A decoy is usually defined as a person, device or event meant as a deliberate distraction, something used to conceal the real intension of an individual or a group. Under such a definition, unless they would really rather be performing Viennese light operetta, the success of this Decoy – a collaboration between Hammond maestro Alex Hawkins, London improv drum supremo Steve Noble and bass whirlwind John Edwards – must surely be highly questionable.
At the end of October 2011, Decoy played a two-night residency at Dalston’s achingly-hip Café Oto, precipitating a rush of breathless reviews, from The Liminal who called it “one of the very best things [they had] seen this year”, to Jazzwise, who ramped up the praise even more, stating that Decoy were “a band that redefine the words “shock and awe”… this is an improvising trio that rocks and swings so hard it’s dangerous…”Released on the venue’s own leisurely OTOroku label, the short, precise and diamond-edged release Spontaneous Combustion captures the full fury behind such outbursts from the commentariat, presenting the second set of the first night of the residency in all its incendiary power. Given that Noble and Edwards are, de facto, now the wrecking crew of London’s improv scene, and, moreover, a joyous and lift-affirming sight to see when in full flow, one could always have paid the price of admission for them alone. Add into the mixture Alex Hawkins, a man who is actual pushing the Hammond organ in new directions, and the presence of special guest American horn multi-instrumentalist Joe McPhee (not Tony McPhee, the Freudian slip I made on the phone to a friend the other day, though that said, some kind of Decoy/Groundhogs cross-over would surely be a most welcome proposition…), then you’ve got something that’s really going to shake the walls.
Limbering up with ringing percussion and some skittering pocket trumpet (McPhee being one the rare jazz animals that plays both axe and trumpet), once the warm-up exercises are complete, the band ready themselves on the starting blocks and, with the discharge of the starting pistol – in this case the intro of Hawkins’ delicate Hammond chops – they soon hurtle off pell-mell round the track: a shimmering layer of organ like a mirage over the desert, Noble chiming and crashing like he’s had a seizure in a reception bell factory and Edwards, well, playing like John Edwards, one minute all booming twang such as you fear for his bass strings, the next up in the snow like Jean-Louis Trintignant stumbling around in The Great Silence.Ever noticed that effect when on a speeding train you try to read the sign of a passing station? Such is the velocity of the train that, though you can see the sign in outline, its details are way too blurred, are passing at speeds too fast for the human eye to register. Spontaneous Combustion replicates that effect for the ear – genres and sounds and musical motifs fly at such a terrifying rate, that you can only really perceive them in your peripheral hearing. Was that jazz funk? Fuck, I think so. It could have been Basingstoke though. At points the audience can be heard joining in, hollering and cheering at the Decoy express rattles through Didcot Parkway en route to free soul jazz.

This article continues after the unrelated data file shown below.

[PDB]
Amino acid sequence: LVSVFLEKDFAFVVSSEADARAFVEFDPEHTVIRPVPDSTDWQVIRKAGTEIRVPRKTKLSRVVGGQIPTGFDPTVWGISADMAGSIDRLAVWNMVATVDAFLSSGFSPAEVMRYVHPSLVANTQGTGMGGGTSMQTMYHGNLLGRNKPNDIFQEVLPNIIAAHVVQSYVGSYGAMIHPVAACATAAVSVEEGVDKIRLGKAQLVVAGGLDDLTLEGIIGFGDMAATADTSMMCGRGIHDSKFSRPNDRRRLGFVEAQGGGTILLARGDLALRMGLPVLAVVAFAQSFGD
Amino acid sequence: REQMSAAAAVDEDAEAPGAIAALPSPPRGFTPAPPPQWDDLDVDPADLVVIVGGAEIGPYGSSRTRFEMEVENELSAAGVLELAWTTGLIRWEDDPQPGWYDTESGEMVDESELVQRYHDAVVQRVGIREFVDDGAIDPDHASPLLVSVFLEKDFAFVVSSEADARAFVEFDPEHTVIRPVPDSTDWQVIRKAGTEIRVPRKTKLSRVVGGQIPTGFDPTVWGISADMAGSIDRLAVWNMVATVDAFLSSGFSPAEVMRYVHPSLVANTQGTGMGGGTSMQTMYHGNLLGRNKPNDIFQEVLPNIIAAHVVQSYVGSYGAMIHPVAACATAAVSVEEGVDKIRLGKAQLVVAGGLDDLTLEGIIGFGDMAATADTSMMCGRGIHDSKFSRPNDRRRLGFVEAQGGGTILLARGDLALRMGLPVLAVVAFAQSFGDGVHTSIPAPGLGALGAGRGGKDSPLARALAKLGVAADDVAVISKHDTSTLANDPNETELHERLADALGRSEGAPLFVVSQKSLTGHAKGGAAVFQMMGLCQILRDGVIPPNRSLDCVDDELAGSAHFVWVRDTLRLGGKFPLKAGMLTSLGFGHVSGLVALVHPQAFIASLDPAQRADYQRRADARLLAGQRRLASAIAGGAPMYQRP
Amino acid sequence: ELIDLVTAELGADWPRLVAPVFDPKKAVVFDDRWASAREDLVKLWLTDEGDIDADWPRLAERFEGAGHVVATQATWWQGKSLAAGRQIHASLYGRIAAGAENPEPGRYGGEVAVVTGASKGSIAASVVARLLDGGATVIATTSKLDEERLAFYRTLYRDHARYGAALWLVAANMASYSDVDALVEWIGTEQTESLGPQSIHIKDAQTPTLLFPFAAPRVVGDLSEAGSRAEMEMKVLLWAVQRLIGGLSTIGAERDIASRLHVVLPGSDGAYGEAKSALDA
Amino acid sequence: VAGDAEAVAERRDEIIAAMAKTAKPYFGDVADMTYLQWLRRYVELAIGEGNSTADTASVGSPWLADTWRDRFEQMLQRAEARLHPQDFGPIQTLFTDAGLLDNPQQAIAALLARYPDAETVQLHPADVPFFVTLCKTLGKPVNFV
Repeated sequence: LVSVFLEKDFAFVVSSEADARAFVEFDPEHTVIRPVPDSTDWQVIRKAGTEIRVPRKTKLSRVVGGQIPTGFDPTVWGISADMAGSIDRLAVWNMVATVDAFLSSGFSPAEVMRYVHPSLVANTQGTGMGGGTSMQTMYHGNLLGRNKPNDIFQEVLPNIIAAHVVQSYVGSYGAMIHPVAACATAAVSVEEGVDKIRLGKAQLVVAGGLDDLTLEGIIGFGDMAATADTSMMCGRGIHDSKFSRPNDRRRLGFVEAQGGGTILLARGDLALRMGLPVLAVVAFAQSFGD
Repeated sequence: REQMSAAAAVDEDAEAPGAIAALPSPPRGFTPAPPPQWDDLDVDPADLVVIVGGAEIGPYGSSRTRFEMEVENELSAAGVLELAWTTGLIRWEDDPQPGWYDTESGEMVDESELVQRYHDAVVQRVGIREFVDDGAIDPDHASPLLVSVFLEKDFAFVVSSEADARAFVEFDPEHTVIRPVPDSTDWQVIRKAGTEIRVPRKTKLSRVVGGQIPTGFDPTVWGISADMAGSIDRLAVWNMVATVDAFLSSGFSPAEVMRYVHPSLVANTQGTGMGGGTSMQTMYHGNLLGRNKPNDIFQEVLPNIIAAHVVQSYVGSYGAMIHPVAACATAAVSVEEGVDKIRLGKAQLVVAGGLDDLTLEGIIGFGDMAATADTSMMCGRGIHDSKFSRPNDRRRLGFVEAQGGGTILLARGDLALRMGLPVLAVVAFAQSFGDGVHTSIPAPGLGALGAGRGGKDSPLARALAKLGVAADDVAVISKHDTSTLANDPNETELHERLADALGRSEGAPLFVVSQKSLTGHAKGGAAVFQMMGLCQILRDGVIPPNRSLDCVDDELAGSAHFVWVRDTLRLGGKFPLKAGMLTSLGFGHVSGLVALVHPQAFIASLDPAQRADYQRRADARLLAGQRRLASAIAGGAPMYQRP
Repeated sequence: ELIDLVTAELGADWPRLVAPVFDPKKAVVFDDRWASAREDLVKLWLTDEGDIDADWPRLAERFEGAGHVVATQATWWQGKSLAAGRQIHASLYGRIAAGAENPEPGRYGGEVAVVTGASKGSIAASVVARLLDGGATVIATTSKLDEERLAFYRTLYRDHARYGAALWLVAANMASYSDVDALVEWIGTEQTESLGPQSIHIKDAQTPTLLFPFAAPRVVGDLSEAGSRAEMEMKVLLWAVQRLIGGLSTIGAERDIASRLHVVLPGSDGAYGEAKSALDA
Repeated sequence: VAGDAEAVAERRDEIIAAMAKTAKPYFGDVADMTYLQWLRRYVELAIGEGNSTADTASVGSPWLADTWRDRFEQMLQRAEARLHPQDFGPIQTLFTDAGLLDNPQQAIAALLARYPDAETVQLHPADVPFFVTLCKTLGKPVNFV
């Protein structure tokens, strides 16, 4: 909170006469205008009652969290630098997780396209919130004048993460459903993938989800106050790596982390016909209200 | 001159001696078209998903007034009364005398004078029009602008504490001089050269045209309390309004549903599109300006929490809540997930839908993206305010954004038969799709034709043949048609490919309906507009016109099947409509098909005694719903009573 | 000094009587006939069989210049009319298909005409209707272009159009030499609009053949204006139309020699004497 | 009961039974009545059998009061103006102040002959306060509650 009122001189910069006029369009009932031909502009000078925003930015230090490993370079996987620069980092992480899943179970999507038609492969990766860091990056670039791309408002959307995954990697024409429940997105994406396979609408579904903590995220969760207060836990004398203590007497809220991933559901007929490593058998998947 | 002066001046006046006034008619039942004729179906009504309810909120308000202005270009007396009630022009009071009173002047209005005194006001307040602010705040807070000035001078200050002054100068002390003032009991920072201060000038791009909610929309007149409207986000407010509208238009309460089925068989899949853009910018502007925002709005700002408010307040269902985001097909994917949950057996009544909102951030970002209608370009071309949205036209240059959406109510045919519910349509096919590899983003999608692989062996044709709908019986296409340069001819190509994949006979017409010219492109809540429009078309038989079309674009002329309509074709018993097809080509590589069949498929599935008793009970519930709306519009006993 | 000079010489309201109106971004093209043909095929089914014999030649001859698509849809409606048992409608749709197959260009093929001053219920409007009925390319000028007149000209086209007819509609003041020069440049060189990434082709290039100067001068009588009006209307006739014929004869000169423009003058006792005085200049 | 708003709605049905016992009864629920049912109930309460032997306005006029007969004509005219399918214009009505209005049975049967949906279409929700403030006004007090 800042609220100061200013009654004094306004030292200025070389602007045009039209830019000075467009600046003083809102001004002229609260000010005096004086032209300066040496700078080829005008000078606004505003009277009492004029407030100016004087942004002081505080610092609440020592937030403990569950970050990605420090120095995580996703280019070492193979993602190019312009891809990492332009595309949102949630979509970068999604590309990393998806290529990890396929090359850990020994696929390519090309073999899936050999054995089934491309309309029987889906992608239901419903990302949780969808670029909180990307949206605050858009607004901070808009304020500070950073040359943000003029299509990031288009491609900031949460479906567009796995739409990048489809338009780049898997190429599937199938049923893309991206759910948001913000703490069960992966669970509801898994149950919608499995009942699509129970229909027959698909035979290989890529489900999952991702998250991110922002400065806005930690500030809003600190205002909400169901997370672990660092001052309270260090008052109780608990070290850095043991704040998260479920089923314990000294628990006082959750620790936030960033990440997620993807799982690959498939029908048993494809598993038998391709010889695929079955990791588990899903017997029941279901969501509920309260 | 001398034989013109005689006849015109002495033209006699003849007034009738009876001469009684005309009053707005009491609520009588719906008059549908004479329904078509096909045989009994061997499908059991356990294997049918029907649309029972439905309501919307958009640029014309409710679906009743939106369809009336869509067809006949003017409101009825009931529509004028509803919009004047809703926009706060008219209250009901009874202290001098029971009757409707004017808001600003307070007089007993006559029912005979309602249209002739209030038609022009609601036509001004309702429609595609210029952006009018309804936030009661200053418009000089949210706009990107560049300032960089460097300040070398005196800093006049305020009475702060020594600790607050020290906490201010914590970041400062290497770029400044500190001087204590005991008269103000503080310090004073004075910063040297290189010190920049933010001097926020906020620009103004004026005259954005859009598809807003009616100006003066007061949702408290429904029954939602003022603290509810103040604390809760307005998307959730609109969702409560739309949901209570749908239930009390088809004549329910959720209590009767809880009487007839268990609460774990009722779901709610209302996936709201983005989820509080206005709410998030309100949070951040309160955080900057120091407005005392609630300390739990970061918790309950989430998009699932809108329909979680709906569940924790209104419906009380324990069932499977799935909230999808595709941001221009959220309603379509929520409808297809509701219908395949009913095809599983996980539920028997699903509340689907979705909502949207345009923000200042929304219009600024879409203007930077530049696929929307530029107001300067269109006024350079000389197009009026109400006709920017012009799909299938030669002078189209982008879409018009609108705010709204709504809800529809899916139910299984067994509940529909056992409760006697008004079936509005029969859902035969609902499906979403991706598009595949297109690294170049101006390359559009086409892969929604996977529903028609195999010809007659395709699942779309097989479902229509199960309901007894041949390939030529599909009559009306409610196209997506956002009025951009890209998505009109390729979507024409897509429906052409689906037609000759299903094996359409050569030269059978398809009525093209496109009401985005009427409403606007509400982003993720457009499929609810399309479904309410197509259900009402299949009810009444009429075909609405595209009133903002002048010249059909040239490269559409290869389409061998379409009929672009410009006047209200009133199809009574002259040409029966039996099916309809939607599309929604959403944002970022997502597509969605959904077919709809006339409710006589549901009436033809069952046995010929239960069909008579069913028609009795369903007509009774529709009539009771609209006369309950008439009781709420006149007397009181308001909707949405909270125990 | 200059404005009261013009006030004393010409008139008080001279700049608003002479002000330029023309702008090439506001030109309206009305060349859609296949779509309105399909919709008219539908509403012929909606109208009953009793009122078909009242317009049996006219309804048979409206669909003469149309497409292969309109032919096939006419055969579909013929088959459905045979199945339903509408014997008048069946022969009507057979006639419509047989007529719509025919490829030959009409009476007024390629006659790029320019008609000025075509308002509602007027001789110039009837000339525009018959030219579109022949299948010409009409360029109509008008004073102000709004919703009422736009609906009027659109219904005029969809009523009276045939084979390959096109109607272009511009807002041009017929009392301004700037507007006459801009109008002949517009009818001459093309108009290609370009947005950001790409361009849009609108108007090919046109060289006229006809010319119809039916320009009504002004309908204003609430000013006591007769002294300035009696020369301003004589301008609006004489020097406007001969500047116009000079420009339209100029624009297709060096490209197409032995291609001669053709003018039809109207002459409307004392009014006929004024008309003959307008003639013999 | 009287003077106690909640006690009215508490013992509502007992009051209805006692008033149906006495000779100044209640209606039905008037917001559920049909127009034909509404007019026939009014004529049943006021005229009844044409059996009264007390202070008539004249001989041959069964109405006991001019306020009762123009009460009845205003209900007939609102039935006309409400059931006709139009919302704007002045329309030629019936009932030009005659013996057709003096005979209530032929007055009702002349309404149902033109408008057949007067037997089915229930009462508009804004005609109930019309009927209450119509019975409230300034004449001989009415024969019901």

The second track – the second side if you’re listening on primo quality vinyl! – foregrounds the interactions between the players magnificently, twosome combinations taking it in turns to link their playing: listening, leading, responding and fitting together like a perfectly-tooled wooden jigsaw. During one terrific passage McPhee is underpinned by Edwards alone, scrapping away with his bow as if he’s sawing the whole double bass in half. When Noble re-enters the fray, the sound of his percussion veering wildly between bubbling saucepans lids and an angry rattlesnake, the trajectory steepens and almost anything seems possible. At one point McPhee begins howling at such a frequency that when he starts on the horn again, it’s almost difficult to tell. In the final ten minutes the only word to describe it, hoary old jazz cliché it might be, is cookin’. Nobel’s solo, played on what sounds like a cross between a gamelan and boiler flue, is just sublime.Whatever one’s views on the emergence of Dalston as the happening area du jour (or is it now considered to have over-ripened, like an oozing Camembert that’s slowly stinking out the fridge?), Oto is justly regarded as a jewel of a venue, able to present world-class acts in a beautifully Spartan yet welcoming space, and conjure special evening after special evening; shows by Roscoe Mitchell and Peter Brötzmann followed in 2012, but for 2011, the evidence shows that for 2011, this was the one.
This ain’t no decoy – you’re looking straight at the real thing. Buy, buy, buy!